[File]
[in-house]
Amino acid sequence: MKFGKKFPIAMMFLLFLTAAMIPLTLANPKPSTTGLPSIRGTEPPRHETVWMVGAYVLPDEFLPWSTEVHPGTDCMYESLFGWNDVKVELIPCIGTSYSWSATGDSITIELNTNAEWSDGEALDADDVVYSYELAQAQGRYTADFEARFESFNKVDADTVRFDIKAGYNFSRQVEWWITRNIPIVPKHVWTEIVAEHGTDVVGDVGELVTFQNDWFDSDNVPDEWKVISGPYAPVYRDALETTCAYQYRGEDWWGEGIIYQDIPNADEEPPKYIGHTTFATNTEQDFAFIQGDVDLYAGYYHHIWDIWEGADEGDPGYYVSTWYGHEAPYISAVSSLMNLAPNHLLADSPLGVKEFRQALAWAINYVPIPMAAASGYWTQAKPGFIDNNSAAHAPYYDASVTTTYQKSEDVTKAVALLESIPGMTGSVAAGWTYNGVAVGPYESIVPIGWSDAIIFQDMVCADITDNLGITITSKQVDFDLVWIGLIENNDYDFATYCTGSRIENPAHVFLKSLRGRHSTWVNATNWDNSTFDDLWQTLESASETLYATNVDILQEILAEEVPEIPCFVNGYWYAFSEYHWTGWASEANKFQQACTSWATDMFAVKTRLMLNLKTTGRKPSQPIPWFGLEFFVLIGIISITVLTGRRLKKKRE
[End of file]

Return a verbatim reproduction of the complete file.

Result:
[in-house]
Amino acid sequence: MKFGKKFPIAMMFLLFLTAAMIPLTLANPKPSTTGLPSIRGTEPPRHETVWMVGAYVLPDEFLPWSTEVHPGTDCMYESLFGWNDVKVELIPCIGTSYSWSATGDSITIELNTNAEWSDGEALDADDVVYSYELAQAQGRYTADFEARFESFNKVDADTVRFDIKAGYNFSRQVEWWITRNIPIVPKHVWTEIVAEHGTDVVGDVGELVTFQNDWFDSDNVPDEWKVISGPYAPVYRDALETTCAYQYRGEDWWGEGIIYQDIPNADEEPPKYIGHTTFATNTEQDFAFIQGDVDLYAGYYHHIWDIWEGADEGDPGYYVSTWYGHEAPYISAVSSLMNLAPNHLLADSPLGVKEFRQALAWAINYVPIPMAAASGYWTQAKPGFIDNNSAAHAPYYDASVTTTYQKSEDVTKAVALLESIPGMTGSVAAGWTYNGVAVGPYESIVPIGWSDAIIFQDMVCADITDNLGITITSKQVDFDLVWIGLIENNDYDFATYCTGSRIENPAHVFLKSLRGRHSTWVNATNWDNSTFDDLWQTLESASETLYATNVDILQEILAEEVPEIPCFVNGYWYAFSEYHWTGWASEANKFQQACTSWATDMFAVKTRLMLNLKTTGRKPSQPIPWFGLEFFVLIGIISITVLTGRRLKKKRE